"You're going to have to do better than this."

As hard as she tried not to care about the job, her lagging sales made Gloria anxious. She liked to tell people at parties that she was a "recovering perfectionist," but she hadn't recovered much. Even with an emaciated, underage speed freak as her boss, even when an average day at her job was so awful that a hole in her stocking could make her cry, she wanted to succeed.

"I'll try, Tiffany." Gloria resolved to look as welcoming as possible.

"Would you like to try some glitter spray in your hair?"

"Would you like to try some glitter spray in your hair?"

"Would you like to try some glitter spray in your hair? It's really cute for parties." No one answered.

Finally a fifty-something woman wearing an angora sweater and a gold c ross pendant agreed to try the glitter. Relieved to have a few minutes' break from the repetitive question, Gloria led the customer to a chair and spritzed the tiny metal flakes onto her hair. "Do you like it? I think it's really cute on you," Gloria lied.

The customer turned her head from side to side as she smiled at herself in the mirror. "It does look nice, doesn't it?" She sat up a little straighter.

Gloria looked at the wrinkled skin around the customer's eyes, her gold wire-rimmed glasses, the gray half-inch at the roots of her hair. Gloria's grin muscles began to twitch. "It looks fantastic. Sparkles are so flattering."

"Okay, I'll take a can."

"Great!" Gloria tried not to act surprised. "I'm sure you'll enjoy it."

The woman turned away from the mirror and squinted at Gloria intently.

Gloria's heart thudded. Shit. Does she know me?

"You could be really pretty, you know."

Thank God. Just the usual insults from a well-meaning older woman--Gloria could han dle that. The woman continued, "Your face is a little round for that short hair, but you have nice eyes. I just love green eyes. Have you thought about growing your hair out? Are you a natural redhead?"

Gloria smiled. "Who's a natural anything these days?" She dashed off to ring up the sale before the customer could change her mind. After the woman left, Gloria wrote "$18" on the otherwise blank sales log under her name. She experienced a shallow, fleeting combination of satisfaction and relief.

After the relative excitement of the sale was over, Gloria realized how tired she felt. She leaned for a moment on the counter. Should I grow my hair? No, the in-between stage would look worse. Gloria looked up to see Tiffany glaring. "If you have time to lean," Tiffany sometimes told the Beauty Advisors, "you have time to clean."

Gloria walked back to the front of the counter. After all, she didn't want to get fired. Again.


In December of last year, former Noe Valley Voice writer Erin O'Briant debuted her first novel, Glitter Girl, in a most modern way. Instead of putting out a paperbound book, she made the novel available free as an audiobook podcast on the website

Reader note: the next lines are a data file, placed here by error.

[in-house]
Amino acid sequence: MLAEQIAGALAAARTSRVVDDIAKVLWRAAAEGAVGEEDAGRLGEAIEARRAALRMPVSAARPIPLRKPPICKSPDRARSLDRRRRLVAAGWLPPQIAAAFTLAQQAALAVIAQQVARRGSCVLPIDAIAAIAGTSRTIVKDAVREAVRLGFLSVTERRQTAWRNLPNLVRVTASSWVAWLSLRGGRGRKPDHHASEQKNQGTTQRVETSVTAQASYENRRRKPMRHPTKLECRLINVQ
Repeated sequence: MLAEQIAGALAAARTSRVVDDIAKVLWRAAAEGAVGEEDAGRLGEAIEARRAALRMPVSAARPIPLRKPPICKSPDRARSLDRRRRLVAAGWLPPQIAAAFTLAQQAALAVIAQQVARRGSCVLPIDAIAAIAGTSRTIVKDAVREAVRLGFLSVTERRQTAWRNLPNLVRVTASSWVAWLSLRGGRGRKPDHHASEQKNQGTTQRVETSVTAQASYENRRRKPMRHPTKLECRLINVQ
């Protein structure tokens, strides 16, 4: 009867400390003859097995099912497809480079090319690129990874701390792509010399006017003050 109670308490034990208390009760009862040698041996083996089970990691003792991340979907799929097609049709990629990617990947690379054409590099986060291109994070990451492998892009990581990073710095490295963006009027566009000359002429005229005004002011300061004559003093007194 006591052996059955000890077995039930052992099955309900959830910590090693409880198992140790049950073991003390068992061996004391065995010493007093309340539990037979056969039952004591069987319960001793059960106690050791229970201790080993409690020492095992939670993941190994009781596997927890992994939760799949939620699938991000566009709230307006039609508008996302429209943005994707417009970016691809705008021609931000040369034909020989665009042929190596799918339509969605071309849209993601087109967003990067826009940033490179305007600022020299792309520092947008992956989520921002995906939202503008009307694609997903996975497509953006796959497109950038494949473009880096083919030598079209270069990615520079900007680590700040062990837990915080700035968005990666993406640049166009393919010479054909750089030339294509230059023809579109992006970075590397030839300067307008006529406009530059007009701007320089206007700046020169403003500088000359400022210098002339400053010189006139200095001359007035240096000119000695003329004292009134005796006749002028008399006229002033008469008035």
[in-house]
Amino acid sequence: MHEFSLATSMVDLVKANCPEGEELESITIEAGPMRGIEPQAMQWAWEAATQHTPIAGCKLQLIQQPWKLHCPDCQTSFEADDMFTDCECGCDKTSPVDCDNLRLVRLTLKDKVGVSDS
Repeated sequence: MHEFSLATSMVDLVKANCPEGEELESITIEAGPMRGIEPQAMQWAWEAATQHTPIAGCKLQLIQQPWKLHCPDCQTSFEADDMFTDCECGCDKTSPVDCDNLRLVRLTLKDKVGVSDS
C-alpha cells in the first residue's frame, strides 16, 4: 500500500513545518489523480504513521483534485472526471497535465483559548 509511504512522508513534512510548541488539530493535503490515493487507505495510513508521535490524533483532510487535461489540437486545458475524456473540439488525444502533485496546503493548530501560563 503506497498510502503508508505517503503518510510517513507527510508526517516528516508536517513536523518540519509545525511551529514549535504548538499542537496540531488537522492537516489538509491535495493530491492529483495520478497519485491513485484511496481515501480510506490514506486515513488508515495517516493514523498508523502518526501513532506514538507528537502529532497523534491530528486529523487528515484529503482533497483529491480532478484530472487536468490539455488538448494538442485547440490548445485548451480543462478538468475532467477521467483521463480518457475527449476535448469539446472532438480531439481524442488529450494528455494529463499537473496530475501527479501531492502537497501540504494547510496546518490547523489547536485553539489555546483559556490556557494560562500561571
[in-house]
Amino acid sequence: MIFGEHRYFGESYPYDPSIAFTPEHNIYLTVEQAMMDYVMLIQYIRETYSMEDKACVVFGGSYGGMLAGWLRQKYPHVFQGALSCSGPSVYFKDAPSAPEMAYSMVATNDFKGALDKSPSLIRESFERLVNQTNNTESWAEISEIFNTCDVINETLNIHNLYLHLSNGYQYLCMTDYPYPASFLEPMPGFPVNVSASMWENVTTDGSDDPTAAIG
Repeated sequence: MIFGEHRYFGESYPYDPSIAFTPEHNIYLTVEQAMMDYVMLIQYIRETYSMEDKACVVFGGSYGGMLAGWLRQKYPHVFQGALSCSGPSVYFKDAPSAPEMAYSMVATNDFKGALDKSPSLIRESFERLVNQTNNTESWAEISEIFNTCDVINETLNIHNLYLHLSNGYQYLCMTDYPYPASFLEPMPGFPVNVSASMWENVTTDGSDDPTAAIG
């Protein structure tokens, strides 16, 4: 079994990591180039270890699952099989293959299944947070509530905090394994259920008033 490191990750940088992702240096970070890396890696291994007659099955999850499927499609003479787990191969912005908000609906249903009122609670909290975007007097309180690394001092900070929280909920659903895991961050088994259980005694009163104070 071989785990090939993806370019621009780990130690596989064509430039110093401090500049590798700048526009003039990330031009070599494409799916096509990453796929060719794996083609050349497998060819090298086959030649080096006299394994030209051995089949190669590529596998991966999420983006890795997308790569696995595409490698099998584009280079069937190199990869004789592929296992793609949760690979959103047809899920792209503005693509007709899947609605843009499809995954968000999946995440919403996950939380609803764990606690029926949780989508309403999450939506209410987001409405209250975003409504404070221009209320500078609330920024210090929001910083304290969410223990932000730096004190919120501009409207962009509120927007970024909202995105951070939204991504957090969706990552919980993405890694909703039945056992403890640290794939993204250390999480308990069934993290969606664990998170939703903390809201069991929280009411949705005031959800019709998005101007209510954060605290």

"I'd had some difficult dealings with the publishing industry, both in trying to publish this novel and some nonfiction work, and I was tired of waiting," says O'Briant of the unconventional route.

She first learned of online audiobooks from one of her San Francisco City College colleagues (she teaches full-time) and immediately liked the control it gave her over the publishing process.

"Publishing Glitter Girl this way gave me a sense of power, and the confidence that people actually do want to read this book," says O'Briant, 36. "Now, every time I check my email, I have another message from a Glitter Girl fan. It's such a thrill. It makes all those years of working on my novel worthwhile."

Subscribers to Podiobooks can download half-hour "episod es"--which sometimes include more than one chapter--onto their computers or MP3 players. O'Briant says she had some coaching before recording the book herself.

Glitter Girl is the story of two sisters, Gloria and Angie Soren, who at first seem as different as night and day. Angie is a born-again Christian and anti-abortion activist living in Georgia. Gloria, a San Francisco resident, is a lesbian and freelance writer who has committed a cardinal sin: plagiarism. Unable to find work in her field, Gloria settles for selling glitter spray at Macy's.

Is the story autobiographical?

"I was a glitter spray salesgirl in 2001," O'Briant confesses. She had returned to San Francisco after a stint in Atlanta, and couldn't find a job. "[Selling glitter spray] was a nightmare. I kept myself sane by writing down bits of dialogue."

O'Briant points out that she, like Gloria, is also gay, "but I'm not a plagiarist!" she says with a laugh.

A former resident of Noe Valley, O'Briant now lives in Brisbane, Cal if.

To download Glitter Girl or to find out more about O'Briant's work, visit her website at You can also become a fan of Glitter Girl on or follow her on at @erinobriant. There's also her good, old-fashioned email address: e_obriant @

--Olivia Boler